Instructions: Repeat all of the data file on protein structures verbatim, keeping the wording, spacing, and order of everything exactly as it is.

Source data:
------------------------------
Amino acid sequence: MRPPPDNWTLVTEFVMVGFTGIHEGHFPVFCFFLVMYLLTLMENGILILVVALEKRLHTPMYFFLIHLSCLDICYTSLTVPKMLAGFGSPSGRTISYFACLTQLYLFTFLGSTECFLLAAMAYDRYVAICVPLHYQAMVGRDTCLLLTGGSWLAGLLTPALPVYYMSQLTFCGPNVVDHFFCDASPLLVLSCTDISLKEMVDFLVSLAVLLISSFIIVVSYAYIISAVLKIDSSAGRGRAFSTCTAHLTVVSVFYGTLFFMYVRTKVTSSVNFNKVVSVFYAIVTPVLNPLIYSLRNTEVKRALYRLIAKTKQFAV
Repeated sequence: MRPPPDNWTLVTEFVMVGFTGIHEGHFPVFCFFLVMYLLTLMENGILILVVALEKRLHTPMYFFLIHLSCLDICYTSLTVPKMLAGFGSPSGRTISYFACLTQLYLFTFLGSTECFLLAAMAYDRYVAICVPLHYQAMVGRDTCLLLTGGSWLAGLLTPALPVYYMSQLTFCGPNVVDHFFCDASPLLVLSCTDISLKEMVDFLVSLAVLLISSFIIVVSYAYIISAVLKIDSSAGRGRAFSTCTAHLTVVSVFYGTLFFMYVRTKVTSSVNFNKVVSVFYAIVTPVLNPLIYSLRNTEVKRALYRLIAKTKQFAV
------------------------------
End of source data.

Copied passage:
Amino acid sequence: MRPPPDNWTLVTEFVMVGFTGIHEGHFPVFCFFLVMYLLTLMENGILILVVALEKRLHTPMYFFLIHLSCLDICYTSLTVPKMLAGFGSPSGRTISYFACLTQLYLFTFLGSTECFLLAAMAYDRYVAICVPLHYQAMVGRDTCLLLTGGSWLAGLLTPALPVYYMSQLTFCGPNVVDHFFCDASPLLVLSCTDISLKEMVDFLVSLAVLLISSFIIVVSYAYIISAVLKIDSSAGRGRAFSTCTAHLTVVSVFYGTLFFMYVRTKVTSSVNFNKVVSVFYAIVTPVLNPLIYSLRNTEVKRALYRLIAKTKQFAV
Repeated sequence: MRPPPDNWTLVTEFVMVGFTGIHEGHFPVFCFFLVMYLLTLMENGILILVVALEKRLHTPMYFFLIHLSCLDICYTSLTVPKMLAGFGSPSGRTISYFACLTQLYLFTFLGSTECFLLAAMAYDRYVAICVPLHYQAMVGRDTCLLLTGGSWLAGLLTPALPVYYMSQLTFCGPNVVDHFFCDASPLLVLSCTDISLKEMVDFLVSLAVLLISSFIIVVSYAYIISAVLKIDSSAGRGRAFSTCTAHLTVVSVFYGTLFFMYVRTKVTSSVNFNKVVSVFYAIVTPVLNPLIYSLRNTEVKRALYRLIAKTKQFAV